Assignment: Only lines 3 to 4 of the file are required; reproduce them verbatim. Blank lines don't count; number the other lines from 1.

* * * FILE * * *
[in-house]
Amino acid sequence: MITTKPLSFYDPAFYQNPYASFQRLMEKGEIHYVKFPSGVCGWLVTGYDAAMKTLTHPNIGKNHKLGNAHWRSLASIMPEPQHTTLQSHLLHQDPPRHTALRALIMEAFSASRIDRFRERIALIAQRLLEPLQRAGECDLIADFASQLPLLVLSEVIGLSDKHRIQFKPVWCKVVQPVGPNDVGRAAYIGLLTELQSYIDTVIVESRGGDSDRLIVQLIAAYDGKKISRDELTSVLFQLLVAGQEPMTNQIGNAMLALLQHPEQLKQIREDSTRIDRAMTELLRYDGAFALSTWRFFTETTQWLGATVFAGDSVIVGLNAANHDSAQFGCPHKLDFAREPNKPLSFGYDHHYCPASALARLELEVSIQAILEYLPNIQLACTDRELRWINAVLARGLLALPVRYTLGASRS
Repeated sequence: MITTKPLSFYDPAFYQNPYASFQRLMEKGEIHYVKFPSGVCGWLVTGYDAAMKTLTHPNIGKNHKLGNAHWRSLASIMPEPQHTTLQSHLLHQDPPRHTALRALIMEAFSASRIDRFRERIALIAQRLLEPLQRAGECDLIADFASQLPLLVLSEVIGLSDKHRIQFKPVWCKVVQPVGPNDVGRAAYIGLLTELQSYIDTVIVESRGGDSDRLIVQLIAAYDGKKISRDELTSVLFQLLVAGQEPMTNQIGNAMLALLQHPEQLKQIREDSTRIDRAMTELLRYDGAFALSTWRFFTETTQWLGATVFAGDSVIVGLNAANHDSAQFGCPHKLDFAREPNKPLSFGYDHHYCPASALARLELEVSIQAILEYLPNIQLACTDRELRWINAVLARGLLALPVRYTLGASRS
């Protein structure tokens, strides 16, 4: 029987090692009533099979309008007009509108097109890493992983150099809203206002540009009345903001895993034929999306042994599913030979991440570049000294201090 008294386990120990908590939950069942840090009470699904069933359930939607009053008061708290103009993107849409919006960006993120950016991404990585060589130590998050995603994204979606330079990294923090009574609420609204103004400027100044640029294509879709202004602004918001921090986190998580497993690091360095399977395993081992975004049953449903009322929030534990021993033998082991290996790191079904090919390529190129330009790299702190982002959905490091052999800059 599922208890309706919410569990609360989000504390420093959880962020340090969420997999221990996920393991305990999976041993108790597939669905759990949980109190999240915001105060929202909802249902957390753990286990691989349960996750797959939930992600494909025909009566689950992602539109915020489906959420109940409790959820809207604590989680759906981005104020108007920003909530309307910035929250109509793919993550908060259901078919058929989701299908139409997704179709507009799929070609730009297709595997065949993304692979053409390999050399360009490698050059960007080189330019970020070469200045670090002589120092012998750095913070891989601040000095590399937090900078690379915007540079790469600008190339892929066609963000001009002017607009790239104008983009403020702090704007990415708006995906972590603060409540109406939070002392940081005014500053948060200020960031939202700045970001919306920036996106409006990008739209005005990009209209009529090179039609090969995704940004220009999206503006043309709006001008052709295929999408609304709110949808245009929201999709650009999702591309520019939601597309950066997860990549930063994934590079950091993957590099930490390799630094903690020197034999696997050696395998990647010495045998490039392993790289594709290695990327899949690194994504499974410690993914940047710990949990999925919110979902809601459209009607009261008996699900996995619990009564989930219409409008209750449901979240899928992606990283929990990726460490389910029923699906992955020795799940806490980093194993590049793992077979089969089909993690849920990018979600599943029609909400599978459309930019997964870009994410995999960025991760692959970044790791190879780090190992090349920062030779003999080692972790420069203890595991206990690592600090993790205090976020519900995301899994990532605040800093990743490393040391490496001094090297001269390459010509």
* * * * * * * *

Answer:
Repeated sequence: MITTKPLSFYDPAFYQNPYASFQRLMEKGEIHYVKFPSGVCGWLVTGYDAAMKTLTHPNIGKNHKLGNAHWRSLASIMPEPQHTTLQSHLLHQDPPRHTALRALIMEAFSASRIDRFRERIALIAQRLLEPLQRAGECDLIADFASQLPLLVLSEVIGLSDKHRIQFKPVWCKVVQPVGPNDVGRAAYIGLLTELQSYIDTVIVESRGGDSDRLIVQLIAAYDGKKISRDELTSVLFQLLVAGQEPMTNQIGNAMLALLQHPEQLKQIREDSTRIDRAMTELLRYDGAFALSTWRFFTETTQWLGATVFAGDSVIVGLNAANHDSAQFGCPHKLDFAREPNKPLSFGYDHHYCPASALARLELEVSIQAILEYLPNIQLACTDRELRWINAVLARGLLALPVRYTLGASRS
């Protein structure tokens, strides 16, 4: 029987090692009533099979309008007009509108097109890493992983150099809203206002540009009345903001895993034929999306042994599913030979991440570049000294201090 008294386990120990908590939950069942840090009470699904069933359930939607009053008061708290103009993107849409919006960006993120950016991404990585060589130590998050995603994204979606330079990294923090009574609420609204103004400027100044640029294509879709202004602004918001921090986190998580497993690091360095399977395993081992975004049953449903009322929030534990021993033998082991290996790191079904090919390529190129330009790299702190982002959905490091052999800059 599922208890309706919410569990609360989000504390420093959880962020340090969420997999221990996920393991305990999976041993108790597939669905759990949980109190999240915001105060929202909802249902957390753990286990691989349960996750797959939930992600494909025909009566689950992602539109915020489906959420109940409790959820809207604590989680759906981005104020108007920003909530309307910035929250109509793919993550908060259901078919058929989701299908139409997704179709507009799929070609730009297709595997065949993304692979053409390999050399360009490698050059960007080189330019970020070469200045670090002589120092012998750095913070891989601040000095590399937090900078690379915007540079790469600008190339892929066609963000001009002017607009790239104008983009403020702090704007990415708006995906972590603060409540109406939070002392940081005014500053948060200020960031939202700045970001919306920036996106409006990008739209005005990009209209009529090179039609090969995704940004220009999206503006043309709006001008052709295929999408609304709110949808245009929201999709650009999702591309520019939601597309950066997860990549930063994934590079950091993957590099930490390799630094903690020197034999696997050696395998990647010495045998490039392993790289594709290695990327899949690194994504499974410690993914940047710990949990999925919110979902809601459209009607009261008996699900996995619990009564989930219409409008209750449901979240899928992606990283929990990726460490389910029923699906992955020795799940806490980093194993590049793992077979089969089909993690849920990018979600599943029609909400599978459309930019997964870009994410995999960025991760692959970044790791190879780090190992090349920062030779003999080692972790420069203890595991206990690592600090993790205090976020519900995301899994990532605040800093990743490393040391490496001094090297001269390459010509």